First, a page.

In History on July 1, 2010 at 1:00 am
I recently had occasion to re-read some Fantastic Four comics originally published in 1981. Clunky dialogue and crude printing aside, they really were some beautifully drawn and very entertaining stories, but the thing that really struck me this time around was the writer’s approach to the comics as individual, self-contained stories. Each issue was a complete story with a conclusion (barring the odd two-part story), but at some point there would be a little one or two page scene setting up next issue’s tale. This accomplished two important things very well: readers would (hopefully) be intrigued enough to buy the next issue of the series, yet the book would provide a satisfying, complete story for first time or irregular readers.
Currently, the comic book market is almost entirely driven by the trade paperback. Usually a collected volume reprinting groups of single issues (or “floppies,” as they are starting to be called), trade paperbacks emerged in the mid-1980s as a way to get popular comics material into the coveted book store market, as well as make out of print material available to new readers.
In History, Minicomics on June 24, 2010 at 1:00 am
In 1981, at the tender age of 9, my father took me to the first Colorado Comic Art Convention. It was a tiny gathering of comic book fans (especially by today’s comic book convention standards) with Kirk Alyn (who had played Superman in a 1948 serial) as the headlining guest, but for a kid whose experience so far with comics had been picking them off of the spinner rack at the local grocery store, it was a revelation. I came away with a handful of comics, including and old Marvel Human Fly (I don’t recall what issue, and sadly it’s long gone from my collection) and a copy of Fantasian, a local fanzine about comics put out by the group who had put on the convention.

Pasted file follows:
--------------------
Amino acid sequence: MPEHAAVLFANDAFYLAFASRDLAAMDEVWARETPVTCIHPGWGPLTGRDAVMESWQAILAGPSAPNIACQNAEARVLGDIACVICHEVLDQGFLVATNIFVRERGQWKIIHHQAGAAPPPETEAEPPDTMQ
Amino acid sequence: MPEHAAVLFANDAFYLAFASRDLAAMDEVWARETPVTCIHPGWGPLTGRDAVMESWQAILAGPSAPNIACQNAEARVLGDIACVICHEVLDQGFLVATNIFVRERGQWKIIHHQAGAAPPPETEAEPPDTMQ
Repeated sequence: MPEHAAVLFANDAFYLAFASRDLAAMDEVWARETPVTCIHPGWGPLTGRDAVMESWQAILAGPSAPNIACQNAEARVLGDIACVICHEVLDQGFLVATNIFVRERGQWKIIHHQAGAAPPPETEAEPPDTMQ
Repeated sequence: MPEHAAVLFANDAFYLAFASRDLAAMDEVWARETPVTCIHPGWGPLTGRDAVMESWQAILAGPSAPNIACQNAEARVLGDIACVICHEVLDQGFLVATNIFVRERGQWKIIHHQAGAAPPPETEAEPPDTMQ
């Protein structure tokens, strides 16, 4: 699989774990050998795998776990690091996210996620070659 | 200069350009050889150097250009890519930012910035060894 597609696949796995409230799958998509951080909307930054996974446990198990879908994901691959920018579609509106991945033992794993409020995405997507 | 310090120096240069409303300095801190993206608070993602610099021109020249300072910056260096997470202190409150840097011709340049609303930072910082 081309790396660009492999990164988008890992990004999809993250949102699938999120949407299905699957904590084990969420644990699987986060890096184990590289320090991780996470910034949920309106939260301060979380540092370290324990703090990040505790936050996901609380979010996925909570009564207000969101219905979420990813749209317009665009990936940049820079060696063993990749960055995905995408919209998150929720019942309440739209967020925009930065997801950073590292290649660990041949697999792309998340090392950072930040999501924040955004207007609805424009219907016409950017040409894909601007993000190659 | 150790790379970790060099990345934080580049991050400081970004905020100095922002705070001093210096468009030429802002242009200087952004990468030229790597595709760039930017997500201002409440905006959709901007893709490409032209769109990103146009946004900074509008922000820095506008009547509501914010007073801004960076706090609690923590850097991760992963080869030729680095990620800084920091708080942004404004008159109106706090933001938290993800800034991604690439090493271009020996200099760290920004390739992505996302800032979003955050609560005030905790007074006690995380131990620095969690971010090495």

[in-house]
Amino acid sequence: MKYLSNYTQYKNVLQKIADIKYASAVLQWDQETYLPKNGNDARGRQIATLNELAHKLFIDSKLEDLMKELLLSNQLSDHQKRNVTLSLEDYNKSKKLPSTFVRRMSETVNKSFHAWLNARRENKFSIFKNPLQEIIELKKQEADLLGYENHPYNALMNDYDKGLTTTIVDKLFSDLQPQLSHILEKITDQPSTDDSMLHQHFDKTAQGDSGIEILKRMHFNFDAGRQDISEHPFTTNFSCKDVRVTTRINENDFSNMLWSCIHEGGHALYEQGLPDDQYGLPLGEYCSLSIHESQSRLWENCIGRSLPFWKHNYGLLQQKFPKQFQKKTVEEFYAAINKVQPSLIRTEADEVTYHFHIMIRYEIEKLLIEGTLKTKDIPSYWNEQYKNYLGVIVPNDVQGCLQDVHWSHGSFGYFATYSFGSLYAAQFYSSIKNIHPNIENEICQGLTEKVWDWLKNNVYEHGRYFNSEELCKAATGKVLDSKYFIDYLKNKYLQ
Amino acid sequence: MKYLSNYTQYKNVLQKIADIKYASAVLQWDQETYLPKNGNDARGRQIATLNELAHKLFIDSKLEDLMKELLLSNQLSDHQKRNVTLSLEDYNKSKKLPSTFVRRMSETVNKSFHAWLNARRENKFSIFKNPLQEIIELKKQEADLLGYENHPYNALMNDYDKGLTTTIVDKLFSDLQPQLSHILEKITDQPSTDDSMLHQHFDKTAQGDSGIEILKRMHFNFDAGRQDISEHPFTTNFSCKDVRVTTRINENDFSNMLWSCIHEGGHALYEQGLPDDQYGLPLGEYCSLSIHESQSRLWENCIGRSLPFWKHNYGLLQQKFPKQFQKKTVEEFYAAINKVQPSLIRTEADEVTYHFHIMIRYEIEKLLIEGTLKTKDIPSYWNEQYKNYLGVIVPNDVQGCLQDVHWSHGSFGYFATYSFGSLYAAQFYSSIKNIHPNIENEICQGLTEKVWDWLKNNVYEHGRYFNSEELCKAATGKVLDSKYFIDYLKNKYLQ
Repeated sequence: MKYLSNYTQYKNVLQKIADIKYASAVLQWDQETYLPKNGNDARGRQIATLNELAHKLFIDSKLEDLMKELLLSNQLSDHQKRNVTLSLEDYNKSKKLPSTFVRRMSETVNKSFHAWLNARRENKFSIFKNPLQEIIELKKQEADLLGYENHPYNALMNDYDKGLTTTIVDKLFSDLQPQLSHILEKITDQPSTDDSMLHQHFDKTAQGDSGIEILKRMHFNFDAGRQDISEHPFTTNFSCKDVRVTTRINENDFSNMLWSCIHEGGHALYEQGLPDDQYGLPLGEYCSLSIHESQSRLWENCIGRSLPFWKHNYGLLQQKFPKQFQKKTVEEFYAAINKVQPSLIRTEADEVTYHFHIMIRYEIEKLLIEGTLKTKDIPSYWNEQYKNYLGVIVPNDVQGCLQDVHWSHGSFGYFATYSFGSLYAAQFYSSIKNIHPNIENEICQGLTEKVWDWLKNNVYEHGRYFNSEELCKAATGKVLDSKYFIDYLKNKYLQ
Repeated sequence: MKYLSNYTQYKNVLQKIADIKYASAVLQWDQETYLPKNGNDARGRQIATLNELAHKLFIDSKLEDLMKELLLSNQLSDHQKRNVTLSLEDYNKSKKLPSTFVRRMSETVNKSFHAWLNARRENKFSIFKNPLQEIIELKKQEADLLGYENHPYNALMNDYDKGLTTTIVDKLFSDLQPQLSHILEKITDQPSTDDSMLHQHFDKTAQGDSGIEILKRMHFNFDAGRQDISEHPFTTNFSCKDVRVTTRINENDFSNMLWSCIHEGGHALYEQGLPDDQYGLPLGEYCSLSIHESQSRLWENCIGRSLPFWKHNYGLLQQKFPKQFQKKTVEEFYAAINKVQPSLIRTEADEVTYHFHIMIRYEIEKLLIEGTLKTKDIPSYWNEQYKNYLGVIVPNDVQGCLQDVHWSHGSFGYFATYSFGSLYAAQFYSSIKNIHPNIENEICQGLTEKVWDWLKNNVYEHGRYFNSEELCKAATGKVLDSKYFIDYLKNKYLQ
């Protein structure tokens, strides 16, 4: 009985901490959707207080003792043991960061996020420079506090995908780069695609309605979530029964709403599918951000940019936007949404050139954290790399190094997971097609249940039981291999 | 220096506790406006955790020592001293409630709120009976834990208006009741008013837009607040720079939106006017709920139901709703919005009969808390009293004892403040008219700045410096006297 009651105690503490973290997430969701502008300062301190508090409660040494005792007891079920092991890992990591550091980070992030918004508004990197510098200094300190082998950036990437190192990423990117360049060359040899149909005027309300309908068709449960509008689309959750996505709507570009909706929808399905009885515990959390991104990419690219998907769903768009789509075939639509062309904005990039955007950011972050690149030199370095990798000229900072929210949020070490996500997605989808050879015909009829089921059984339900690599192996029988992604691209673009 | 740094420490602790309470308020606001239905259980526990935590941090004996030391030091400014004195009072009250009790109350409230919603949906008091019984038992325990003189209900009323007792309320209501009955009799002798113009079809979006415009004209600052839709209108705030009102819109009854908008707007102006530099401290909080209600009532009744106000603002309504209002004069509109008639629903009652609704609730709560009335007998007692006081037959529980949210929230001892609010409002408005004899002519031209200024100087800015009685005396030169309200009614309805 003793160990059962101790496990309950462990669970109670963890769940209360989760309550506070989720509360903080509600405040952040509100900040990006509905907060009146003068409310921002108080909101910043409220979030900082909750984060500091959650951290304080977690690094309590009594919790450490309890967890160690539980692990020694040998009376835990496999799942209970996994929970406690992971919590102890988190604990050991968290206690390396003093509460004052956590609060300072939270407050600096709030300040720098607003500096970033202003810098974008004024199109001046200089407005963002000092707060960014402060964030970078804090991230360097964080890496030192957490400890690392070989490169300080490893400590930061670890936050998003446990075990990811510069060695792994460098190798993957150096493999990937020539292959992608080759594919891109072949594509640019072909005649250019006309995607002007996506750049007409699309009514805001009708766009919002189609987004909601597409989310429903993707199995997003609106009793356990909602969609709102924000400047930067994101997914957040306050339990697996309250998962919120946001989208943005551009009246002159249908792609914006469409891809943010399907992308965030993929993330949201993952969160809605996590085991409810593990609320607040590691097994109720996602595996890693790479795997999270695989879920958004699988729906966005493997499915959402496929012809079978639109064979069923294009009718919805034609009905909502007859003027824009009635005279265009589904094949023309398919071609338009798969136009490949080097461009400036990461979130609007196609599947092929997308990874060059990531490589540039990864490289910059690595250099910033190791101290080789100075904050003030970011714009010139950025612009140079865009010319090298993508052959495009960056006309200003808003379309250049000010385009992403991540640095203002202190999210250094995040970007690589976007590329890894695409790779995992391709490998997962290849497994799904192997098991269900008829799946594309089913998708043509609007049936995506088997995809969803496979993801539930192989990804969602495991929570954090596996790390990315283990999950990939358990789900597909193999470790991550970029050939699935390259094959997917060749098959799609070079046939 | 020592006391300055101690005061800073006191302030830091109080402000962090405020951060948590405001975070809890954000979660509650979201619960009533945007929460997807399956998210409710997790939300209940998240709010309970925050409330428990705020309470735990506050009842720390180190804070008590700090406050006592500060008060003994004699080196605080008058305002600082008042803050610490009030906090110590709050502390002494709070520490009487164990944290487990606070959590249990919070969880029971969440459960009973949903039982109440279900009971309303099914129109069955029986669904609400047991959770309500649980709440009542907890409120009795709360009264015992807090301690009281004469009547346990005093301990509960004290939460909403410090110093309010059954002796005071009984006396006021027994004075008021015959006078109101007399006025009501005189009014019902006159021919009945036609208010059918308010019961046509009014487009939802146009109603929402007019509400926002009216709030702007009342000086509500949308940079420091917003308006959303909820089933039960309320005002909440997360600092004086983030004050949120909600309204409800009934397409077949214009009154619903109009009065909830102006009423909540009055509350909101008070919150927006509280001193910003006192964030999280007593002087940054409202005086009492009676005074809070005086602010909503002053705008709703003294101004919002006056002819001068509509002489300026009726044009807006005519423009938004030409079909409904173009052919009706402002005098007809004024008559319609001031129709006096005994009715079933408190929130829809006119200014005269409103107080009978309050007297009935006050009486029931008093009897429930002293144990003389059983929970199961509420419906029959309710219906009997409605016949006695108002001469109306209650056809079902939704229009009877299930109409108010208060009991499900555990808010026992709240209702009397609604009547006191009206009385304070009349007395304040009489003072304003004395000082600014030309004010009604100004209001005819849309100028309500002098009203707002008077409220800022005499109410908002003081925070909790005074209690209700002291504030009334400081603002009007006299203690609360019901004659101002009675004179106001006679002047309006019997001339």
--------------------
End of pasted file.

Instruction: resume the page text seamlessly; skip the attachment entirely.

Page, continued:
In Cartooning, Events, Visual Storytelling on June 17, 2010 at 1:00 am
While I will admit that I’ve never been a close follower of his work, it has been my general impression that most of Robert Crumb’s artistic output since the release of Terry Zwigoff’s documentary about him has been about Crumb’s bizarre persona as presented in the film. The cover of Self-Loathing Comics #1 from 1995 proclaims “Exposed! Details of R. Crumb’s everyday life!” I can’t say I’ve ever been particularly interested. Even his well-known material from the 1960s and ‘70s is so steeped in the alternative drug culture of the time that it fails to appeal to me, as someone with no particular interest in that period of history.
However, no one can deny that Crumb is an absolutely brilliant illustrator. He consistently creates comic pages of astounding detail and is possessed of an instinct for page layout and panel progressions. Watching film of him drawing, either in Zwigoff’s Crumb or in Ron Mann’s excellent comics documentary Comic Book Confidential, he makes the process look effortless. It’s too bad I find most of his work so obnoxious.